Extreme weather could generate extreme policies
The increasing frequency and costs associated with extreme weather events, underscore the need for mitigation and adaptation. More events will increase uncertainty over the availability of food, goods and labour, which in turn will have an impact on investment, consumption and trade. Our analysts conclude that this will force policymakers and governments to make some tough decisions in response to weather-related destruction and disruption in the coming decades.
3United Nations Intergovernmental Panel on Climate Change
4World Meteorological Organisation
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About the experts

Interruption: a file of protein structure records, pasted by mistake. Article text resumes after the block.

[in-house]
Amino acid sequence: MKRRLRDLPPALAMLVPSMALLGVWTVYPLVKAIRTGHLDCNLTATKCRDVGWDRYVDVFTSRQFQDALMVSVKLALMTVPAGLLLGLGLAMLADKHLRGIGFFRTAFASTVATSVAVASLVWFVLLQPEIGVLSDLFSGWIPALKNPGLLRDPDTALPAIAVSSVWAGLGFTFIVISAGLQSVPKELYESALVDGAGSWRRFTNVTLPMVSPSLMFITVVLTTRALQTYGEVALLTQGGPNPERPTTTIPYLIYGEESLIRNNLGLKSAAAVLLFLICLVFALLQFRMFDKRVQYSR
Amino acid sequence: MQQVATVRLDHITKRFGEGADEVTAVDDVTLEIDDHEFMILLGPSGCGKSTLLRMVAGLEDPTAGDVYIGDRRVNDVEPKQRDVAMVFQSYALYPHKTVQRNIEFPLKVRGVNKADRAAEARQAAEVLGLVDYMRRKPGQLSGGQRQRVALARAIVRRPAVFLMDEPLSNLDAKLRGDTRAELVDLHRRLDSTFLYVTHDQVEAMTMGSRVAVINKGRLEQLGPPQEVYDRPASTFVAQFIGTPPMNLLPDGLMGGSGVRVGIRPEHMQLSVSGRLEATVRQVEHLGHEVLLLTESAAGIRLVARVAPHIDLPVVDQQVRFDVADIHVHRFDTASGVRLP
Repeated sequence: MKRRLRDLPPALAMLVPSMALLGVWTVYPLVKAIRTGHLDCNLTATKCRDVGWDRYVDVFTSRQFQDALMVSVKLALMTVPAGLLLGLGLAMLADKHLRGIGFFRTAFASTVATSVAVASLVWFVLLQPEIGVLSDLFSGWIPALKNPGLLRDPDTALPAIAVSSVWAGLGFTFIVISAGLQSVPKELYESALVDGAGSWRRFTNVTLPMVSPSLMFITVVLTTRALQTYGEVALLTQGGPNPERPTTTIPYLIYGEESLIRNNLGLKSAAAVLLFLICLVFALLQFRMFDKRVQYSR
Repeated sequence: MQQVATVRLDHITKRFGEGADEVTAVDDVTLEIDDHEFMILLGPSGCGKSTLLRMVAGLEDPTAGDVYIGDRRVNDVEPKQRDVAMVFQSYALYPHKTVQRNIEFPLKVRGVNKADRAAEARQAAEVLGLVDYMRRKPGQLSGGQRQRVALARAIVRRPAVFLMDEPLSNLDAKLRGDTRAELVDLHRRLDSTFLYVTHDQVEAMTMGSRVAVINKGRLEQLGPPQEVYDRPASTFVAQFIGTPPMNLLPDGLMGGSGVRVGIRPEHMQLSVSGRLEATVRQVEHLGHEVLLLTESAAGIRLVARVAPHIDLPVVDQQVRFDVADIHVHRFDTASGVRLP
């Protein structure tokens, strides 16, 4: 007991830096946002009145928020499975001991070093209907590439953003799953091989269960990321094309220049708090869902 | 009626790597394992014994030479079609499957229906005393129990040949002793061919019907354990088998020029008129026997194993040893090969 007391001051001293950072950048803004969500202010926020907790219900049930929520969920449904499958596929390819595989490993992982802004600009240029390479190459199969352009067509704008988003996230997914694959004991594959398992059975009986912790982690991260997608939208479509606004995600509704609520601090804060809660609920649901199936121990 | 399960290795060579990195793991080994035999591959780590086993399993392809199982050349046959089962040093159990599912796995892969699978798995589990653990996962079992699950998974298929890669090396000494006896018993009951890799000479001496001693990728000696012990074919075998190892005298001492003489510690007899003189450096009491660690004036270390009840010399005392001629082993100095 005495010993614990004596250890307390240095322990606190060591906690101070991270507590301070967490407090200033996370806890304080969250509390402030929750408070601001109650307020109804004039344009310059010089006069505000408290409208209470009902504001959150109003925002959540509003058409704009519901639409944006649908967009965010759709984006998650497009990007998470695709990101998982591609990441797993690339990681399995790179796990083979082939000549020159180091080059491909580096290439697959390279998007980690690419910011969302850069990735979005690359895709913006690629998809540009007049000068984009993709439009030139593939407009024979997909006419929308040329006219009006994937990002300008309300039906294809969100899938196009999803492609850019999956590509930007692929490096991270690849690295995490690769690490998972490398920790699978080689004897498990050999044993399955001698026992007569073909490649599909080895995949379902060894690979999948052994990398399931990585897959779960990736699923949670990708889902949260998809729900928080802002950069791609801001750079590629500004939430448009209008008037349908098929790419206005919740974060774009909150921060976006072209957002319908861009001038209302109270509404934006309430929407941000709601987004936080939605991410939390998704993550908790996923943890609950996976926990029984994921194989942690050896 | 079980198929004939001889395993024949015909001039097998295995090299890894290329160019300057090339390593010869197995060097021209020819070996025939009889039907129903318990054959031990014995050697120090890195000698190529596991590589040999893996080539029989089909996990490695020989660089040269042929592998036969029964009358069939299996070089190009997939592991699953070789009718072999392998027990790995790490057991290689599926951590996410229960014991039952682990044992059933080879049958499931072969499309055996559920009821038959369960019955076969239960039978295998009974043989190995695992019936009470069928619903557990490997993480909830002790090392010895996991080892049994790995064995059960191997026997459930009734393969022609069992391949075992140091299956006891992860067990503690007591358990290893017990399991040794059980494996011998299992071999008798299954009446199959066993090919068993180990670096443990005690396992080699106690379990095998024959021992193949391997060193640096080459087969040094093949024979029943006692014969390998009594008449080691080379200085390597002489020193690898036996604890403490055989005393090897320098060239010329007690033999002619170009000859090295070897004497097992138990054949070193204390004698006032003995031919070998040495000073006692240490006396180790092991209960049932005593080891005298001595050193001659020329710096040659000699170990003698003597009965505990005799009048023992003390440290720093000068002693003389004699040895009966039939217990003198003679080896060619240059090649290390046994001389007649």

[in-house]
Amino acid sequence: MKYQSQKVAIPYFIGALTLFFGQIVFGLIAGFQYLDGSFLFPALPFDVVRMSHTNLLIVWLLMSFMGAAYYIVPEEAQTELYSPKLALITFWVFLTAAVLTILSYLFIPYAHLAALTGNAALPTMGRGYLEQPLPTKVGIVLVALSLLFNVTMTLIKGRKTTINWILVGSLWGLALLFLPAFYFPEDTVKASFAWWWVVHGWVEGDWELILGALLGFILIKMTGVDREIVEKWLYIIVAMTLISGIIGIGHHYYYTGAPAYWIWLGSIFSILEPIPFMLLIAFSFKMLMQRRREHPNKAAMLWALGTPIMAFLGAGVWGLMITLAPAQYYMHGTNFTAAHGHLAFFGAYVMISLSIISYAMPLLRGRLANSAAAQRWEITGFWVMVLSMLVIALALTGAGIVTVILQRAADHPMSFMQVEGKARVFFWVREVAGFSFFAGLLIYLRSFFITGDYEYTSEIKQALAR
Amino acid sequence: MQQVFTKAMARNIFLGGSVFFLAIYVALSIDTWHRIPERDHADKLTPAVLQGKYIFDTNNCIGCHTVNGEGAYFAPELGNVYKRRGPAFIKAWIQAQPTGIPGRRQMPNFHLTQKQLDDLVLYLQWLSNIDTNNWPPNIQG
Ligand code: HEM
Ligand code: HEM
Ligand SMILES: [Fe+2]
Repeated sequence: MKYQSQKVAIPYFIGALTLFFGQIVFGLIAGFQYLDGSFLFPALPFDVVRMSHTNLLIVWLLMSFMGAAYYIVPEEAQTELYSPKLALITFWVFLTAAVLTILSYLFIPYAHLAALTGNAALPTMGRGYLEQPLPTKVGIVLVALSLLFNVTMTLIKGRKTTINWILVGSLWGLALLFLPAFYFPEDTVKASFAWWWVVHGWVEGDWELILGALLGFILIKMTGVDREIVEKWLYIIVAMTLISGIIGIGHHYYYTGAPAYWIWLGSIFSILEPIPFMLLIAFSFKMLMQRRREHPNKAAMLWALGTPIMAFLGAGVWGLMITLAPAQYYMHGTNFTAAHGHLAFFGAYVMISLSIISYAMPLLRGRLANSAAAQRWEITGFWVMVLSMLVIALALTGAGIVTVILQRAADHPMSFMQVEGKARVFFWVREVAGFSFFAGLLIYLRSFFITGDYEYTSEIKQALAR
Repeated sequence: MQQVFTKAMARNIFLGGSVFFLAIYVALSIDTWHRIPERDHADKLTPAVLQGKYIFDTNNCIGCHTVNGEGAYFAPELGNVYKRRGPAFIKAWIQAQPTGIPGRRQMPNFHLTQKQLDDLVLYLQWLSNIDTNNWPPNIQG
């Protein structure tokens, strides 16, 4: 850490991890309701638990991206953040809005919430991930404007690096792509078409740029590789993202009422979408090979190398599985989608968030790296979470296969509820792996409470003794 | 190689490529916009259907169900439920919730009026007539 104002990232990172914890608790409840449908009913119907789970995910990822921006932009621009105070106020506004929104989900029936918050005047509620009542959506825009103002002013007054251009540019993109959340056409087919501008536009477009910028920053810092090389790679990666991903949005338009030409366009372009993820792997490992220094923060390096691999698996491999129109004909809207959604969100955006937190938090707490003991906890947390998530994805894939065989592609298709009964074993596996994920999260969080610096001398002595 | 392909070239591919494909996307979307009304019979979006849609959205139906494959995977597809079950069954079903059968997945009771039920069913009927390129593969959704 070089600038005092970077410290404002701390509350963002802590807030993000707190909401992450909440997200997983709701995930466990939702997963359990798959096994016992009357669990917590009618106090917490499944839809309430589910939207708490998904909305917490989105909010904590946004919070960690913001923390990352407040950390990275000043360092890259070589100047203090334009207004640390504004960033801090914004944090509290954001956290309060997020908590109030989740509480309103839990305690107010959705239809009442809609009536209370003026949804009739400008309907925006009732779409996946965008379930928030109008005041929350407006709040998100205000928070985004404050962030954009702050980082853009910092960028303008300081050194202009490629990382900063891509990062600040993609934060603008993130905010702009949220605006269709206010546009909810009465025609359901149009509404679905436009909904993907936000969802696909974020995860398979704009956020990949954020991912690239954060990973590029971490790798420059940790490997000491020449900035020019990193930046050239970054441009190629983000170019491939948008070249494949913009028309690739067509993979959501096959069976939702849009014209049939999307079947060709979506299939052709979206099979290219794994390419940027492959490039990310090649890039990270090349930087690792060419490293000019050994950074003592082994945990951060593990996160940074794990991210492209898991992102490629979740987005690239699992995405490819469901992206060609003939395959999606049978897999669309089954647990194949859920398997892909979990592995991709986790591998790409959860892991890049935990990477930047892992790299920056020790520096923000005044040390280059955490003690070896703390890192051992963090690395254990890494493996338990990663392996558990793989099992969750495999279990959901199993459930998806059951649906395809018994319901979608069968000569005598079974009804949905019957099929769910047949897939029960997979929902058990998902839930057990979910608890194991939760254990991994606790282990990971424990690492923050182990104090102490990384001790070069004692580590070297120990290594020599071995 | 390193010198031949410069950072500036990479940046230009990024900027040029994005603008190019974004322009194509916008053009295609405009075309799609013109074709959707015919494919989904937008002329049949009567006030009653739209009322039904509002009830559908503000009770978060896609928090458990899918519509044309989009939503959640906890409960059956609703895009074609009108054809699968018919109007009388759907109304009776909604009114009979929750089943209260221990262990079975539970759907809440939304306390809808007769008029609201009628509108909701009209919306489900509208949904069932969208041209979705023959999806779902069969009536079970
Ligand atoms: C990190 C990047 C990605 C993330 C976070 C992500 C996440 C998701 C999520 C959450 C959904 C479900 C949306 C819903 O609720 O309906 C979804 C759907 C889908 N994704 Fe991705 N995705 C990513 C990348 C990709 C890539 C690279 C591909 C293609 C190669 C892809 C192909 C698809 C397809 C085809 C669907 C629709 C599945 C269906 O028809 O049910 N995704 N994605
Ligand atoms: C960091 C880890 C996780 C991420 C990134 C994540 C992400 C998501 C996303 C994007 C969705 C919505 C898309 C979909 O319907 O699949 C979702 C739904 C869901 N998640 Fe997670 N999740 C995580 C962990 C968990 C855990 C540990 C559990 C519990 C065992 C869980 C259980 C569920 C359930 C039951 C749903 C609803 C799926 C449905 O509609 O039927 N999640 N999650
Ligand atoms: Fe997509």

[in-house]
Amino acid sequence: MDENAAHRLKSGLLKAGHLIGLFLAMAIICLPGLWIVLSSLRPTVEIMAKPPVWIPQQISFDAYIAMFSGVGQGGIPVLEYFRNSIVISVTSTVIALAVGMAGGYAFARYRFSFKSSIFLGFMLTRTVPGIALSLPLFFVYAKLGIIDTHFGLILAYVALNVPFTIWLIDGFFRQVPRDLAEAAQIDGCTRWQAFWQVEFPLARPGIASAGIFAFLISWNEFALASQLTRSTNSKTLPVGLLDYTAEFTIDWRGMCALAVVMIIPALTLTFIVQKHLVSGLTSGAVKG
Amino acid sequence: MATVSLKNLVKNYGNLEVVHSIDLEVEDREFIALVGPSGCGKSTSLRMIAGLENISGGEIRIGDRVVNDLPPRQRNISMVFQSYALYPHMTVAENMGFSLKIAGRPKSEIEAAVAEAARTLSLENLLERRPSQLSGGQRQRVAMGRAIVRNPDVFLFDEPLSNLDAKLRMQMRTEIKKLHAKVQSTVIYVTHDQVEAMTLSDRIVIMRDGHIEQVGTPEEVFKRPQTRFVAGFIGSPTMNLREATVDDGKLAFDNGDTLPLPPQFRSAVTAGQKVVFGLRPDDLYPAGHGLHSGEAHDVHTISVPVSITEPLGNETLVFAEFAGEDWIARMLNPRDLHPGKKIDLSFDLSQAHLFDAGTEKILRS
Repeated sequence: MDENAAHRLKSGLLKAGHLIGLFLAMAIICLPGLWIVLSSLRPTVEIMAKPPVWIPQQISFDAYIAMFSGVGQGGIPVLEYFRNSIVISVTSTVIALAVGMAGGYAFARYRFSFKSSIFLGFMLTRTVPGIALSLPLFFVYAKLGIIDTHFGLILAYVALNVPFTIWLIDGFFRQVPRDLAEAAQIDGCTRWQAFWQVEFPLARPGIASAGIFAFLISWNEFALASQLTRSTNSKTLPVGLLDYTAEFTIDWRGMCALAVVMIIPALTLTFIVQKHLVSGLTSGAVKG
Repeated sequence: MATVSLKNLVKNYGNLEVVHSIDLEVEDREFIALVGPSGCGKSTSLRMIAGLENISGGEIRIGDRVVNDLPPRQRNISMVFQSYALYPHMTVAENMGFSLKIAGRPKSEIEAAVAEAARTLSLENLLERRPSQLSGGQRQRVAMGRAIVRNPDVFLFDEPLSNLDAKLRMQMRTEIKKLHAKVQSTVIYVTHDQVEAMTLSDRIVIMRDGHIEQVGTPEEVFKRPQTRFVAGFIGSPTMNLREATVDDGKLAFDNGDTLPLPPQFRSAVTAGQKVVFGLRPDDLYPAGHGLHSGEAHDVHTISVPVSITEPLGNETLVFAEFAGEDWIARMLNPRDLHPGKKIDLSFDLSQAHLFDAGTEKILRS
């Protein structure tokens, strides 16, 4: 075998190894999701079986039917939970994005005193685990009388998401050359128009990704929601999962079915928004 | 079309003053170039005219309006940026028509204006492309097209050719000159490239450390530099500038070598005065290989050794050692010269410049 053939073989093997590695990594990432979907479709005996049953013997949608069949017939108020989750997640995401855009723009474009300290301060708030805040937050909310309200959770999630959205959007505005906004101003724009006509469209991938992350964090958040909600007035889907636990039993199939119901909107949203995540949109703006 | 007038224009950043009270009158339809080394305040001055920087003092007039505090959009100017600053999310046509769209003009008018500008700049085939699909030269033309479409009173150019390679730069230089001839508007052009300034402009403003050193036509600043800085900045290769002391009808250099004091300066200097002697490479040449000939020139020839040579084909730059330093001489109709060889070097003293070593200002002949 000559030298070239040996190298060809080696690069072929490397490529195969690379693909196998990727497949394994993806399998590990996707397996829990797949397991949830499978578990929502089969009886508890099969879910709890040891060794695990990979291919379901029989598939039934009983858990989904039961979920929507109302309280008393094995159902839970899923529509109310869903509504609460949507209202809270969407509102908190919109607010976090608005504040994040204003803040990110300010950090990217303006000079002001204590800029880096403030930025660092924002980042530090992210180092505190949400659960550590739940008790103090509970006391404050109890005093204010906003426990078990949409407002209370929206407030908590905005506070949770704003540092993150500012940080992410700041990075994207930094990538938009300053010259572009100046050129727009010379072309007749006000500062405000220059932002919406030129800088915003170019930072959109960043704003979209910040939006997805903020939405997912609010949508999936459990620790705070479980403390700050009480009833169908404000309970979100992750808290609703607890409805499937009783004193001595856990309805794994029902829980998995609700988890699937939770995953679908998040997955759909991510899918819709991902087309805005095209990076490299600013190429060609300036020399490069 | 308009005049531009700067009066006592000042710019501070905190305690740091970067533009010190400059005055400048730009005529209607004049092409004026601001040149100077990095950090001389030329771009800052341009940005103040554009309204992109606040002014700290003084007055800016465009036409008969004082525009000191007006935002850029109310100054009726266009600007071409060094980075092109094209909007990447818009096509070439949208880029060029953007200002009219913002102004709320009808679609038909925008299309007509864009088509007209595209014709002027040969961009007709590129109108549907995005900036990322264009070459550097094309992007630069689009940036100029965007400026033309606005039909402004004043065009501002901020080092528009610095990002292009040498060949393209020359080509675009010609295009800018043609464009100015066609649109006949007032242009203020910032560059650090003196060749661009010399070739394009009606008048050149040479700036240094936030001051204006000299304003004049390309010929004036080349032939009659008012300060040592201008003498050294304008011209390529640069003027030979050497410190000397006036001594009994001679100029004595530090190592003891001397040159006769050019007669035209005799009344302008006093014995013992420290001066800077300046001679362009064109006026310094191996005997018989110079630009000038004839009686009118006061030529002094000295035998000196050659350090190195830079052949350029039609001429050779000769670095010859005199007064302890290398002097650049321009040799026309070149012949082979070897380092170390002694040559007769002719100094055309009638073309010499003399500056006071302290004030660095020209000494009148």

Director and US Head of ESG Research, New York
Prior to joining in 2021 Jessica was first a Senior Research Analyst covering Emerging Markets Equities then head of ESG Research for Emerging Markets Equities at Morgan Stanley Investment Management. Previously, she was a Senior Research Analyst covering global and emerging markets automotive and industrials at Moon Capital Management. She has a B.A. from Colgate University with double major in International Relations and Asian Studies and an MBA from the University of Chicago Booth Graduate School of Business with concentrations in Economics and Finance.
ESG Analyst, Barclays Cross-Asset ESG Research team
Scott started his career in the investment industry in 2014 and has most recently spent three years working within the UK government as a Senior Policy Adviser on ESG and impact investment. He has a first class M.A. (Hons) from the University of Glasgow and an MSc from the University of Bath. He joined Barclays in 2021 and is a CFA charterholder.